Sermons

Summary: Our hope is in Christ’s return, which will be the main event of the end times. We must be careful not to be deceived by world events. Instead, we must look forward to the greatest event in history-Christ’s return for his church!

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We’re getting closer to the end of our church year. In fact, next Sunday is Reign of Christ Sunday, which is the church’s equivalent to New Year’s Eve. As we draw closer to the end of the church year, our Gospel readings begin to emphasize the signs of Christ’s Second Coming. In fact, Jesus talks about some of these signs in Mark 13:1-8, which we heard a few minutes ago.

In a sermon often called the Olivet Discourse (because it was delivered on the Mount of Olives), Jesus gave the disciples and us a look into the future. The sermon spoke to both the destruction of the temple by the Romans in 70 AD and the destruction to come when Christ returns. Jesus’ sermon focused attention on preparedness, readiness to suffer, and trust. Jesus began his description of the events to come by emphasizing that many people will claim to be Him. All of them will deceive the people. As the time of Christ’s return draws near, wars and rumours of wars will escalate in number or intensity or both. These conflicts will involve both nation states and ethnic groups. Natural disasters will gain more worldwide attention.

One of the signs Jesus talks about is the destruction of the temple, and he uses that sign to describe what things will be like on earth as the Second Coming draws closer. Many of the stones in the temple were the same weight as a large jet. When the disciples commented on the size of the stones, they were likely expecting a messianic takeover of the temple. They were looking forward to a life of power and prestige. Unfortunately, they still did not realize the true nature of Christ’s kingdom.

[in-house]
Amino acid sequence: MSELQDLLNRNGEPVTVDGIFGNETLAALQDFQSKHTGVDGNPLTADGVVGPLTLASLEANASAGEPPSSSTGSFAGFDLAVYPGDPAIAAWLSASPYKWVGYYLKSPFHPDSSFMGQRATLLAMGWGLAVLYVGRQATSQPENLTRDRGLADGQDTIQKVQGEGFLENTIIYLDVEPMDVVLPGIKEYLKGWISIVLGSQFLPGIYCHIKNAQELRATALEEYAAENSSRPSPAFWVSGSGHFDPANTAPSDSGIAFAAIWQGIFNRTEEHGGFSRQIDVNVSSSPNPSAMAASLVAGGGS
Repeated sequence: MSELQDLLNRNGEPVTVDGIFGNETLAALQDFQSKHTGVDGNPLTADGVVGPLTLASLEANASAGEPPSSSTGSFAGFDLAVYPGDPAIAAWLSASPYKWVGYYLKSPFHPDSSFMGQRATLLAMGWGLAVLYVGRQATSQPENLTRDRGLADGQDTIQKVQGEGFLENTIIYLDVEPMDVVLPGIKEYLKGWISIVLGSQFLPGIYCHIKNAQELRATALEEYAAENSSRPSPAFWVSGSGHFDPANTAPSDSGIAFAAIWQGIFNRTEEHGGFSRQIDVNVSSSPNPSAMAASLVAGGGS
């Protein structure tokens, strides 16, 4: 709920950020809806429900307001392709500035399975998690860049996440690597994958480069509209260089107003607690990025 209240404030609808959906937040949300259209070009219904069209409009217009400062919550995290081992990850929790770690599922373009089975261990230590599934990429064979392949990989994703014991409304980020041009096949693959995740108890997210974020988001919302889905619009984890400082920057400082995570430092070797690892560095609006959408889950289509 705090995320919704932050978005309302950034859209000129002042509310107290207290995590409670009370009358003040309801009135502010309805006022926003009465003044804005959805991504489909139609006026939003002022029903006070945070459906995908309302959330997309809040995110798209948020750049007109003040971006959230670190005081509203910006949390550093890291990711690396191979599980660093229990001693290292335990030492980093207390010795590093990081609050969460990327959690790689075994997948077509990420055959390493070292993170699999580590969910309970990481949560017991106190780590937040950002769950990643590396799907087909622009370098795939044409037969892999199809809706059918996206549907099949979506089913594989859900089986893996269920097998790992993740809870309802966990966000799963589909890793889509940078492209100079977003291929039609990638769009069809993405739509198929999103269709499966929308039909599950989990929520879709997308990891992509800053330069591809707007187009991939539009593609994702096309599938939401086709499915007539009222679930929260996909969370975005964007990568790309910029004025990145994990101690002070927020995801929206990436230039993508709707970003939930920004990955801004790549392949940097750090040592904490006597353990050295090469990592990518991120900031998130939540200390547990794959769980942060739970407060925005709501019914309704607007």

The destruction of the temple was the result of its misuse by its leaders. The sacrificial system of the temple could not make sufficient atonement for the sinfulness of mankind. The disciples could not believe that one of the architectural wonders of the world had lost the grandeur of the spirit. Jesus’ conversation about the destruction of the temple was symbolic of the systems and institutions that oppress and exclude people. He was talking about the end of the status quo and the beginning of justice, freedom, and the redistribution and/or redefinition of power and wealth.

When our world is falling apart, God is not through with us-not by a long shot! Jesus reminds us not to create treasures here on earth. We must create treasures in heaven. Things that we think are permanent in our lives are only temporary. Material goods are temporary. They can be taken away. Our journey through life is short. We are travellers passing through. Our true home is in heaven and our true wealth is in knowing Jesus’ love and care for each of us.

The false teachers represented the religious cultism that results from man’s search for spiritual meaning outside of God’s world and word. Man’s self-interest often leads to social upheavals. Natural disasters often occur when the ecological system is upset by things such as pollution. These signs are constantly happening, so Jesus told the disciples not to see them as signs of final judgment. He told then that these signs are precursors to the end-time wrath.


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